Chris said the biggest challenge of bringing everything you’d need to film for six days is power. Many multi-day hikers utilize solar panels to keep phones and smaller cameras charged throughout their trips (not an option for Chris, as he was burning through three or four batteries per day). In the end, he wound up calculating how much battery power he’d need for the entire trip and carrying a massive bag of batteries to last throughout.
One of Chris’ more significant challenges in the post-production process involved the footage he captured using the gimbal stabilizer. When I interviewed him, Chris admitted he had never used this particular model of gimbal before. As a result, many of his shots wound up too bouncy to use, which resulted in a more extensive editing process and a lot of the nifty animations the audience will see throughout the film.
For aspiring nature videographers out there, Chris was adamant about passing along the lesson that you should always know your gear before you go. But with that said, Chris was also astounded by the post-production assistance he’s received from others who are interested in backcountry travel.
The audio crew for this film includes respected names like Bill Meadows and Alex Knickerbocker, whose previous work includes Mr. Robot and Fast and Furious. Soon after the release of his first trailer, Bruce Goodman, a professional colorist who has worked several Hollywood Films and who is responsible for the coloring in the popular JMT film Mile, Mile and a Half, also approached Chris.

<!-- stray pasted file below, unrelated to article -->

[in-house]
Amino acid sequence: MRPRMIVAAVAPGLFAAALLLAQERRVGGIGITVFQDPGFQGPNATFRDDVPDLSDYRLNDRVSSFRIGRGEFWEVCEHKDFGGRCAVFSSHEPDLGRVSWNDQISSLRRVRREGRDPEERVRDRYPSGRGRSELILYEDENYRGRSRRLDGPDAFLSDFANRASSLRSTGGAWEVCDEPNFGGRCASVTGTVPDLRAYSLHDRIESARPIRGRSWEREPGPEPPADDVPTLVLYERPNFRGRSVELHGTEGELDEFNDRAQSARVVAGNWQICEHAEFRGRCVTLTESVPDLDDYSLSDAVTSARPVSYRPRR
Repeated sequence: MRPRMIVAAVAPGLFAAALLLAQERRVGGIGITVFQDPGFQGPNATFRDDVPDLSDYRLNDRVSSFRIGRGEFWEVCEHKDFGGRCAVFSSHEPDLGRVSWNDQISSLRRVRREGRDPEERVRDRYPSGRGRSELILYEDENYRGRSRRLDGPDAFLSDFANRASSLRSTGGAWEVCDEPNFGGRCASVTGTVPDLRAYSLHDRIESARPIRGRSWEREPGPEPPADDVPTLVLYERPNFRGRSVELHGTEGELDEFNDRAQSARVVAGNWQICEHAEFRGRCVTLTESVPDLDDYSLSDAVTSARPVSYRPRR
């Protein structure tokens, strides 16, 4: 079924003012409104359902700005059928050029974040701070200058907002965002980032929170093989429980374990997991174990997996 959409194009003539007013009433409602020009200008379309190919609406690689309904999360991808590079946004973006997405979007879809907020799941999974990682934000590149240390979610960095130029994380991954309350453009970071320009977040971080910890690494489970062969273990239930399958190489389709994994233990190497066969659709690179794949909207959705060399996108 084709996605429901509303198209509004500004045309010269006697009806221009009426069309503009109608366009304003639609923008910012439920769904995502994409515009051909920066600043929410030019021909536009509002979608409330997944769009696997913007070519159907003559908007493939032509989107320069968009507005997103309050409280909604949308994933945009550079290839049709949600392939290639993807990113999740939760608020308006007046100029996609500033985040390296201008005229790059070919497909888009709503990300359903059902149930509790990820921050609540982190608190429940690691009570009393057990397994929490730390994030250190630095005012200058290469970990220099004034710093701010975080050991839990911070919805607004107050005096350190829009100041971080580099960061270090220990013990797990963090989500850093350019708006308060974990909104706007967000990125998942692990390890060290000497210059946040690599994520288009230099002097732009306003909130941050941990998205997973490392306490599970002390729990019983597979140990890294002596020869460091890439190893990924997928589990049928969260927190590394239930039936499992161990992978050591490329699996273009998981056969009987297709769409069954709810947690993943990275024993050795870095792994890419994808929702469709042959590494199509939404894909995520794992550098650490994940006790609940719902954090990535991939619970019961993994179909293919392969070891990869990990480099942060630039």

For his part, Chris seemed sincerely humbled by the support and passion of these Hollywood names wanting to help with his project. As he said in our interview, “previously, and still, my projects are selfish. I like the outdoors, and I like doing them.” But recently, Chris feels that his projects (he recently started a new arts collective called Outmersive Films) are beginning to take a direction and that his passion for the outdoors and capturing them can maybe, one day, serve a higher purpose.
“Our goal is to get people to go outside,” Chris said towards the end of our interview. He pointed out that there’s already a well-established infrastructure in place to protect public lands, but that the places that are at risk of losing federal protection are the “peripheral places where nobody goes.”
The problem, according to Chris and I’d say I’d have to agree, is, “why aren’t people going to these places?” He admits that the goal of this film is simple. It’s just to “encourage people to get outside.”
My Thoughts on the Film
Chris’s film brought back some fond memories for me as a backpacker who cut my teeth in the Sierra. I was fortunate to backpack the entirety of the John Muir Trail back in 2014. Being from the Sierra, I was shocked that I had never heard of the High Sierra Trail before seeing this film.